There may also be other classifications offered at some scrap yards in the USA. This includes light copper scrap, copper alloys, oxidized copper, and multiple alloys that contain at least 30% copper. There may also be up to 5 different grades of copper recognized, ranging from 10% wire to 85% wire. Most yards will only separate high grade wire from low grade wire, but some can be quite specific and you’ll need to ask in advance so you can separate your wires appropriately.

Note: You can turn in copper wire that has not been stripped and still receive a per pound recycling rate. There will be a higher premium given on the spot price of the copper, however, because the wiring will need to go through a stripping machine before it can actually be recycled. 

How To Get the Best Copper Scrap Prices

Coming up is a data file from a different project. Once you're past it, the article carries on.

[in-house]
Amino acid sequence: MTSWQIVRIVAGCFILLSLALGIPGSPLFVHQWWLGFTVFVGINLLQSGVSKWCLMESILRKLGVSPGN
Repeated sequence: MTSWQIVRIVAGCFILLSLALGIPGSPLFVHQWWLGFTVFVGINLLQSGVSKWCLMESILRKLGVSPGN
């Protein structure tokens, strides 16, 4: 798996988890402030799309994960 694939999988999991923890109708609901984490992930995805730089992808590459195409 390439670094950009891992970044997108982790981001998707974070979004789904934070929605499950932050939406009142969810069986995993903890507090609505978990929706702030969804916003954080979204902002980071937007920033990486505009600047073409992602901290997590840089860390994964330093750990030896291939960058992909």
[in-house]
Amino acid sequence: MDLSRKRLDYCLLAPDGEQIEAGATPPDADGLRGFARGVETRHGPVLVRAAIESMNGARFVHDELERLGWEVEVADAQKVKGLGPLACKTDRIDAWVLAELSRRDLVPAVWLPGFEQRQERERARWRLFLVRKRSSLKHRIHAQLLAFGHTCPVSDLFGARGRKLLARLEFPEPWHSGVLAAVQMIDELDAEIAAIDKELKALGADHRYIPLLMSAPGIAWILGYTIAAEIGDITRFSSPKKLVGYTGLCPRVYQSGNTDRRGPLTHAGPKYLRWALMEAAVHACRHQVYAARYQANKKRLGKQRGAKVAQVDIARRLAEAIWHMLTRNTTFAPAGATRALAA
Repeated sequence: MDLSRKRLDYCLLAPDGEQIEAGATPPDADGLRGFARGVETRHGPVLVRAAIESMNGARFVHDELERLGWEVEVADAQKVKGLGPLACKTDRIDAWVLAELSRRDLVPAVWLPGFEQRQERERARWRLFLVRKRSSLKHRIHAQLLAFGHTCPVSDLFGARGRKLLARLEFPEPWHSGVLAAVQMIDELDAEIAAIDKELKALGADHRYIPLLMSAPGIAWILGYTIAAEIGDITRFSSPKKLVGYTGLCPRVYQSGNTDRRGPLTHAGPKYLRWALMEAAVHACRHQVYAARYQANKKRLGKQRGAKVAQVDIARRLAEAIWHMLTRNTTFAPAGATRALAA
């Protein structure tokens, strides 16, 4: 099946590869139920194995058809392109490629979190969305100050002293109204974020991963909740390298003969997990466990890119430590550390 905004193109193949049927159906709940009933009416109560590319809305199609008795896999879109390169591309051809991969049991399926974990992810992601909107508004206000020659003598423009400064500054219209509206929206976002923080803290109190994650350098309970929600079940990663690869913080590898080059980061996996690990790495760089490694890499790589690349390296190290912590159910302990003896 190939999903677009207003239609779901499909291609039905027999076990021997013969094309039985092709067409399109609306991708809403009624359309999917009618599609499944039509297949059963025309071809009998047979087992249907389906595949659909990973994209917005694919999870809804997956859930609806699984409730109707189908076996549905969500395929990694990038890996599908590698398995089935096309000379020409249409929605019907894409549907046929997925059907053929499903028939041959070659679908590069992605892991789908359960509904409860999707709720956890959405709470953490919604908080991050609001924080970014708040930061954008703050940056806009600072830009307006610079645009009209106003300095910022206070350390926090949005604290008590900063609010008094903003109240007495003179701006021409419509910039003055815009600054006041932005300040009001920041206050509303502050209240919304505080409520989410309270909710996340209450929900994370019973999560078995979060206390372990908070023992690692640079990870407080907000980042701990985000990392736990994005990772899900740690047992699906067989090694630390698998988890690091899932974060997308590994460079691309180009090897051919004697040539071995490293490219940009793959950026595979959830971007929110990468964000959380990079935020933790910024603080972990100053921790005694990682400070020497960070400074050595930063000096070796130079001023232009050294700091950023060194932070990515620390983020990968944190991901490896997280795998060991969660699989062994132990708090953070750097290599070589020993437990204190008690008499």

If you’re turning in your copper scrap, then you’ll need to sort out your different types of copper so they are all can be weighed at their appropriate grade. In order to do that, you’ll need to recognize the three standard grades of copper that are generally recognized throughout the United States. Here are the telltale signs that will let you know what grade of copper your scrap happens to be.

  • #1 Copper. This is copper that is at least 99% pure. It must have a thickness of 1/16 of an inch or more. It must be uncoated and clean of all oxidation.
  • #2 Copper. If the copper doesn’t meet the cleanliness requirements, then it falls into this category. This grade can have some light coating or oxidation on it, but there should be minimal solder.
  • #3. Copper. This category generally represents any copper that is less than 94% clean. It cannot have any other metals alloyed with it in order for it to qualify as this grade of copper. Any copper that is also less than 1/16 of an inch also qualified as this grade of copper, even if it is 100% clean and free of defect. This scrap might also be referred to as “light copper” by your local scrap yard.